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Biography & autobiography

American Ulysses: A Life of Ulysses S. Grant

I wish that “American Ulysses” delved more deeply into Grant’s contradictions, yet agree with its final tally. White delineates Grant’s virtues better than any author before, and they outweighed his flaws.

Eyes on the Street: The Life of Jane Jacobs

In the introduction, editors Samuel Zipp and Nathan Storring extol Jacobs’ “radical pragmatism.” This phrase captures her vivid force more deeply than all of Kanigel’s prose, and it’s why the best aspects of her work will always stay fresh.

The Pigeon Tunnel: Stories from My Life

“The Pigeon Tunnel” finds its 84-year-old author in fine form and good humor. His personal revelations are mild and therefore perhaps disappointing, but fans of le Carré will be mostly content he chose to expose himself to the light of public scrutiny at all. May he continue to soar for some time still.

Shirley Jackson: A Rather Haunted Life

Much of Jackson’s writing is a weird, rich brew, and Franklin captures its savor. I may have been captivated by Stanley Hyman’s personality, but after this biography, I will go back and read Jackson herself.

How to Make a Spaceship: A Band of Renegades, an Epic Race, and the Birth of Private Spaceflight

“How to Make a Spaceship” is like the vessel it portrays: imperfect and a bit patched together, but ultimately flight-worthy and impressively ambitious.

Greetings from Utopia Park

Hoffman supplies no easy answers. She doesn’t regret her childhood, which comes across at times like a state of magic, but thoughtfully and with great grace, she alters what she learned in her past to fit what she truly needs now.

Born to Run

There are surely stories left to tell, but Springsteen, in his endless quest to craft the perfect setlist, has selected those that best fit his narrative.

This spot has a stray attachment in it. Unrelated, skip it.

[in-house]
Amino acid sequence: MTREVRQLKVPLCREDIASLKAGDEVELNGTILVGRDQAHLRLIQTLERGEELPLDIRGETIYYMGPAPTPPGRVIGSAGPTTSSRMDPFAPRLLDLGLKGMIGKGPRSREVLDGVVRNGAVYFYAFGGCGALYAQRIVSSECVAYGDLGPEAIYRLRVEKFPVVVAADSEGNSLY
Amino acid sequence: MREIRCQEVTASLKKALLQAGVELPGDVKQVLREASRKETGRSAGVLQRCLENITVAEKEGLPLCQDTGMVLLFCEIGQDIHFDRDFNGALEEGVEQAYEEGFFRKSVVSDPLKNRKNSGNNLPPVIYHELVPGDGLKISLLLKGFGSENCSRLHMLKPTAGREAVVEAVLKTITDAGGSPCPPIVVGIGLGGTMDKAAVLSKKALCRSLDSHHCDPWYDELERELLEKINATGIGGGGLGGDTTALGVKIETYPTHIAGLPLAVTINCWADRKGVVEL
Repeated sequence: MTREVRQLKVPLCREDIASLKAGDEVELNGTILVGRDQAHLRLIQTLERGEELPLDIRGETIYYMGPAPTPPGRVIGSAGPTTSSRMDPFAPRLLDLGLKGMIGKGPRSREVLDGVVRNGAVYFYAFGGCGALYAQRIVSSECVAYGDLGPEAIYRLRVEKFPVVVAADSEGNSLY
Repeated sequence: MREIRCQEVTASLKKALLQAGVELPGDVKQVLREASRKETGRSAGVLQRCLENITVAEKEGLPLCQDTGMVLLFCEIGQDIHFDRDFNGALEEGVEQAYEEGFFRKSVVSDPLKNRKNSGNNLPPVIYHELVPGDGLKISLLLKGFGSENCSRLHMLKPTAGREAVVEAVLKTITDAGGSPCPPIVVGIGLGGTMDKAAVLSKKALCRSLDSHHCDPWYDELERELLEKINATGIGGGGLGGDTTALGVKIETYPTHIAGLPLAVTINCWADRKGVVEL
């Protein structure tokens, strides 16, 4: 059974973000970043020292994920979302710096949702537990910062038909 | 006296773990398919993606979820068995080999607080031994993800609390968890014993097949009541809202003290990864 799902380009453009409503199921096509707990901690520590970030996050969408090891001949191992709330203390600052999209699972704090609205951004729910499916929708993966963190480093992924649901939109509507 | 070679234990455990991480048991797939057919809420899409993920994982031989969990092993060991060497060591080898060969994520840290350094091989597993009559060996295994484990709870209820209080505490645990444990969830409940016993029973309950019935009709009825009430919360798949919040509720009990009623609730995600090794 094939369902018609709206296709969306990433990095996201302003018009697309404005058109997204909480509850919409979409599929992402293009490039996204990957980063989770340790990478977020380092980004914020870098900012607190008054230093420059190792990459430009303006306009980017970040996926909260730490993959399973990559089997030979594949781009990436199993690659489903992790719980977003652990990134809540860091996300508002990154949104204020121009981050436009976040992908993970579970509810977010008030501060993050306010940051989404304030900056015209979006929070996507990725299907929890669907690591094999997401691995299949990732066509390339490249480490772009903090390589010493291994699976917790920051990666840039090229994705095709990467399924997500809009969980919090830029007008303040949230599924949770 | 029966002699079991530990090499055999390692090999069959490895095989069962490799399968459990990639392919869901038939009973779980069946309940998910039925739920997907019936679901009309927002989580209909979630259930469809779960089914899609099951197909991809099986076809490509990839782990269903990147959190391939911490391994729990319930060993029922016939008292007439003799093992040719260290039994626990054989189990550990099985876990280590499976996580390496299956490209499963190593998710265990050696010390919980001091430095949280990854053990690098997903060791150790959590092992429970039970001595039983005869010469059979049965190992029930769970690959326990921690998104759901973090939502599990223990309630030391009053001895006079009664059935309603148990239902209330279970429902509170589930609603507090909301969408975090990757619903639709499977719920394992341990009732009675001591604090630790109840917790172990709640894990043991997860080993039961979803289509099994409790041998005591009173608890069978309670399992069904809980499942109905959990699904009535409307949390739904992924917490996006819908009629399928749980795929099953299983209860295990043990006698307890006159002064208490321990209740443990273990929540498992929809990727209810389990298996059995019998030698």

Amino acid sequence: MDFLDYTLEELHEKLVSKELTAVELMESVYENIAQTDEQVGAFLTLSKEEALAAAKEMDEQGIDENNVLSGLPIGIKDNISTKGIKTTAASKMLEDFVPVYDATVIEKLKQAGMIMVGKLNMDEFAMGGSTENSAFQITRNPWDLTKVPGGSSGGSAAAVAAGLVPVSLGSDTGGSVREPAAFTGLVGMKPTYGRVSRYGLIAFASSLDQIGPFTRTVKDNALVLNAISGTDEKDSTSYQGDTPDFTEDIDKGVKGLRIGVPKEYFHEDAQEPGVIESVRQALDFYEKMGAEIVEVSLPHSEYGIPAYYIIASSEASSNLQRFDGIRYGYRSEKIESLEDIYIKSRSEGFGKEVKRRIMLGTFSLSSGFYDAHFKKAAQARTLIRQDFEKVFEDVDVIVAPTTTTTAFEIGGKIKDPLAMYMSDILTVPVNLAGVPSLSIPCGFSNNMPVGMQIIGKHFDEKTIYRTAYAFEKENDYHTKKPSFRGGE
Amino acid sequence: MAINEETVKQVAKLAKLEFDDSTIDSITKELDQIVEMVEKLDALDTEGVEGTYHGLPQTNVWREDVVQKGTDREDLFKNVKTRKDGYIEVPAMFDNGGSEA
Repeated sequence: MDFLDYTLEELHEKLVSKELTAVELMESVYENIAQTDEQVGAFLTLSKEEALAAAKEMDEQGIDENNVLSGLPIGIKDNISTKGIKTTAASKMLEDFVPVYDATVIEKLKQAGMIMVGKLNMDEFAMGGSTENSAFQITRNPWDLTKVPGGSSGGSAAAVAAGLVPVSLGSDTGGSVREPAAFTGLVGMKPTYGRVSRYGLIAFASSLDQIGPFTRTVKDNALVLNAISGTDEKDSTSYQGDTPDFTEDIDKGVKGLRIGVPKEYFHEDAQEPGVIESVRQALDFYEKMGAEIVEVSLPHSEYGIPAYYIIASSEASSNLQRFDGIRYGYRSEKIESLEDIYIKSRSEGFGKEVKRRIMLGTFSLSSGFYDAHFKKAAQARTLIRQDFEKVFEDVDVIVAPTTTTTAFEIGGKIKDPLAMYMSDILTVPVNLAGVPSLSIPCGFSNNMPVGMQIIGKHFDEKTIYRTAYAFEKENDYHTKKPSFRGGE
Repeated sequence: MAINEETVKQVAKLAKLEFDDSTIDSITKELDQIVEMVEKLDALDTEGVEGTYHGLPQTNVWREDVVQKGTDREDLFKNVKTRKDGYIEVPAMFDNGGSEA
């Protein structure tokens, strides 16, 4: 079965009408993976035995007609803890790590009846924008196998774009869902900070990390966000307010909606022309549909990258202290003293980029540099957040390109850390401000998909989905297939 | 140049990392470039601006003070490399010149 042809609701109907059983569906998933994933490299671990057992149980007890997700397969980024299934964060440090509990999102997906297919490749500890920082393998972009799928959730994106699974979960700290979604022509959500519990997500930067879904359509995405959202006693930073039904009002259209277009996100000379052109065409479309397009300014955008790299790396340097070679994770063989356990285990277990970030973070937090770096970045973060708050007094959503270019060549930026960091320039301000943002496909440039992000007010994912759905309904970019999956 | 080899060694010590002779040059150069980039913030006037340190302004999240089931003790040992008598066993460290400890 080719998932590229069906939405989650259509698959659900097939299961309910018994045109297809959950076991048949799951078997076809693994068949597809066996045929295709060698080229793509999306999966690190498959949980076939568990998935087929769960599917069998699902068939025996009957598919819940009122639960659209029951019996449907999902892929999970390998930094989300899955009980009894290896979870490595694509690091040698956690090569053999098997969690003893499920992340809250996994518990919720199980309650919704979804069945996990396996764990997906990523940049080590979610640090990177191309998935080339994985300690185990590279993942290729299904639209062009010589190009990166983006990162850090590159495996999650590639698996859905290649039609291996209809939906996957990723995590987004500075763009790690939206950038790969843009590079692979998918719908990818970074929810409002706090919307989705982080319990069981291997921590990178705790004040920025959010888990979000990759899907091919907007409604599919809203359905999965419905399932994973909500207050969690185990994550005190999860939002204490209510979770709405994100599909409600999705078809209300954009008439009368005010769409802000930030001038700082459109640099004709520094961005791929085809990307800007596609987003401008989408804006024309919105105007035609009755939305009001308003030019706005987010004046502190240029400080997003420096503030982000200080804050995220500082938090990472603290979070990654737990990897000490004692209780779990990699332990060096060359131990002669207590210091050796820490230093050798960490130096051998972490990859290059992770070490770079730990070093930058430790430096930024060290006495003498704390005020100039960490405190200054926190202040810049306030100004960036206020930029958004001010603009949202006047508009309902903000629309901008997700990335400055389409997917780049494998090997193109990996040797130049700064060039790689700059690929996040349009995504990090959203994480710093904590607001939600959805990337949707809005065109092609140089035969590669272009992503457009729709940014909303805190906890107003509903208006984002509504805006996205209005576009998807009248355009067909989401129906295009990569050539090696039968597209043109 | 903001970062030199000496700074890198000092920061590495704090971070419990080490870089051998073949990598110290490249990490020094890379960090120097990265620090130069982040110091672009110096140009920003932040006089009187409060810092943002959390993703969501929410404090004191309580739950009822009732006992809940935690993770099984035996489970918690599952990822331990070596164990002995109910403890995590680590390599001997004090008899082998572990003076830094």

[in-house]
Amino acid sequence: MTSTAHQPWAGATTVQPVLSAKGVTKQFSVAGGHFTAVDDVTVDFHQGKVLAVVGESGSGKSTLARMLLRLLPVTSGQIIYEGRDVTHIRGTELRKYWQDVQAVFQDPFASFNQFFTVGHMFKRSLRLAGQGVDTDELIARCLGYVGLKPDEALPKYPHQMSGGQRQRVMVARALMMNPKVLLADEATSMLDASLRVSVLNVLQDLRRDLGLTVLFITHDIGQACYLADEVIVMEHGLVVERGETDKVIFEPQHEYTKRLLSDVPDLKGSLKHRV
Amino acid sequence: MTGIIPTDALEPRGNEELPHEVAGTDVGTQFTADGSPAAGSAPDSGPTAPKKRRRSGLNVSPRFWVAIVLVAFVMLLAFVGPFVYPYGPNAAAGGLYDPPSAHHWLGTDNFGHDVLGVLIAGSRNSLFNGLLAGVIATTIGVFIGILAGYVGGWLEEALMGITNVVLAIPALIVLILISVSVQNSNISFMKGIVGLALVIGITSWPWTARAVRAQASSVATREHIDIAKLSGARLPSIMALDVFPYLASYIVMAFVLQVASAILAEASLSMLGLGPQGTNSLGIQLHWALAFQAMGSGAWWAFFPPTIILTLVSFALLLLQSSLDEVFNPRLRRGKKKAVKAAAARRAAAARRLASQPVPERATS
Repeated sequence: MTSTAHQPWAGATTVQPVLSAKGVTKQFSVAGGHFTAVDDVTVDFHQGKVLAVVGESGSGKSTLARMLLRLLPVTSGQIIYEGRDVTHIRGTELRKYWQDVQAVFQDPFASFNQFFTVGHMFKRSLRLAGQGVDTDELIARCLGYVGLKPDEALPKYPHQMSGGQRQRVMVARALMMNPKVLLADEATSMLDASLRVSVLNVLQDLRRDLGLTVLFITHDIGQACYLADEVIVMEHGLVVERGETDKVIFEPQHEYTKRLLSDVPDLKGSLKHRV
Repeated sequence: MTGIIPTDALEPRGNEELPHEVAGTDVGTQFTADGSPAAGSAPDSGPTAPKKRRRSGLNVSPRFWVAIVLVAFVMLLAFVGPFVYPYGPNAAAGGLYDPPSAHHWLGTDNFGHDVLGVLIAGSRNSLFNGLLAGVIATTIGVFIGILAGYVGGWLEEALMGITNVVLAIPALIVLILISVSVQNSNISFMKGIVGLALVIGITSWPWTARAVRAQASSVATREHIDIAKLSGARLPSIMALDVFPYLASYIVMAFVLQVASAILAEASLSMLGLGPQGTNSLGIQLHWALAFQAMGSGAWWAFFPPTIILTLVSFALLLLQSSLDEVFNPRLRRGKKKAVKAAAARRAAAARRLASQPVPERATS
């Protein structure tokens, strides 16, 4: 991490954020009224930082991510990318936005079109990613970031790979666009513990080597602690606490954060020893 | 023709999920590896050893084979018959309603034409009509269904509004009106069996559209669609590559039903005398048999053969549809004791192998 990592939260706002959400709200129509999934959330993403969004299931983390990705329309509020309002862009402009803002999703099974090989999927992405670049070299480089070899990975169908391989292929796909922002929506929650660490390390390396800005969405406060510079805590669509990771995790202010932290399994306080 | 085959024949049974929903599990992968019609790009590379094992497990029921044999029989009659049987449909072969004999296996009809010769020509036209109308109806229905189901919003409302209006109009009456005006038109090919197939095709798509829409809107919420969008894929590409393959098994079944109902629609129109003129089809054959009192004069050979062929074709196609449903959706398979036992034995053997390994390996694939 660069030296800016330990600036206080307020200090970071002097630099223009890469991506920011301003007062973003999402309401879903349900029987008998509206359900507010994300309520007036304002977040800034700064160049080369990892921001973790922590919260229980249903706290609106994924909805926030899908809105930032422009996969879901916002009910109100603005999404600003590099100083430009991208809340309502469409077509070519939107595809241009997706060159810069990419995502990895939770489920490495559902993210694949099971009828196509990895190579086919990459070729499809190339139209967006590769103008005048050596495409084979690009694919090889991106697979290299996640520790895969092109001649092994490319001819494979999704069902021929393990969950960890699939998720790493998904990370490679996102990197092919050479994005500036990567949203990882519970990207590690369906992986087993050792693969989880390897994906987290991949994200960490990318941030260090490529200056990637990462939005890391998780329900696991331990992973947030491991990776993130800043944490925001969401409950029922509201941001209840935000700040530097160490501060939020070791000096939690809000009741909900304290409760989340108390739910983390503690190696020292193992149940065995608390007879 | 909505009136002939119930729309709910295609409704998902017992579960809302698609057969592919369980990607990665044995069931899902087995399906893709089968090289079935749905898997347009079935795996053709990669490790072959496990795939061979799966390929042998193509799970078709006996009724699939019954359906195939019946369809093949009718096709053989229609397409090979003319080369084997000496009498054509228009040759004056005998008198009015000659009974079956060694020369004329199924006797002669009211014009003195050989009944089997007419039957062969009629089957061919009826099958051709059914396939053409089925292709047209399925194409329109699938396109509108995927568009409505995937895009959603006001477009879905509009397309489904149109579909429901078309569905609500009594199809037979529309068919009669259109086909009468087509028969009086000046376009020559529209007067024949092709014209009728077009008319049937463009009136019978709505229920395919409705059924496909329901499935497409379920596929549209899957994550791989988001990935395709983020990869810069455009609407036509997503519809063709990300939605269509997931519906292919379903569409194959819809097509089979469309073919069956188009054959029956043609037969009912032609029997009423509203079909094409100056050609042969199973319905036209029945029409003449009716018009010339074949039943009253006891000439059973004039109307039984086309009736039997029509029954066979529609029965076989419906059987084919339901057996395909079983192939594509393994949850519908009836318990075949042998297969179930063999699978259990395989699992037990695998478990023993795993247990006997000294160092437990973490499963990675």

Based on a True Story: A Memoir

Fans can be grateful that Macdonald has written the rare celebrity memoir that, through so much blatant falsehood, presents the truest picture of himself.

A Life in Parts

The highs here—and there are many—are meth-less but addictive.

A Life Everlasting

A Life Everlasting might not be for those more comfortable in memoir storytelling, but Gray brings the reader a topic that is engaging, compelling, and, forgive the pun, vital.


At its core, Uproot is the memoir of a DJ who accidentally found himself an underground icon at the beginning of the digital future.

Darling Days

Though passionately felt and described, his struggles can feel overdetailed; they’d benefit from the insights of an older, wiser narrator. To make reference to Vivian Gornick, it’s too much situation, not enough story.

My Own Words
Kirkus Reviews : My Own Words (October 04, 2016)

Only the most dedicated Ginsburg fans, and there are many, will devour everything here, but most readers will find items of interest from this icon of women’s rights.

The Blue Touch Paper: A Memoir

Darling Days

The author unflinchingly negotiates “a vortex of damage”, discovering forgiveness and the redemptive powers of art.


Hinterland reveals Mullin to be as shrewd and sceptical a political operator as they come, but fiercely principled and blessed with rare insight, too.

Hitler: Ascent, 1889-1939

Mr. Ullrich offers a fascinating Shakespearean parable about how the confluence of circumstance, chance, a ruthless individual and the willful blindness of others can transform a country — and, in Hitler’s case, lead to an unimaginable nightmare for the world.

The Huntress: The Adventures, Escapades, and Triumphs of Alicia Patterson: Aviatrix, Sportswoman, Journalist, Publisher

The heyday of print journalism may be long gone, but thanks to this rollicking biography, the path-breaking Alicia Patterson will continue to inspire another generation of newshounds.

A Truck Full of Money: One Man's Quest to Recover from Great Success

“A Truck Full of Money” gives us a sensitive and vivid portrayal of bipolar disorder, often capturing English’s manic stages in long, colorful quotes that careen riotously from topic to topic.

The Accidental Life: An Editor's Notes on Writing and Writers

Editing success is all in the mix, McDonell writes, and the mix he achieves in “The Accidental Life” is just so.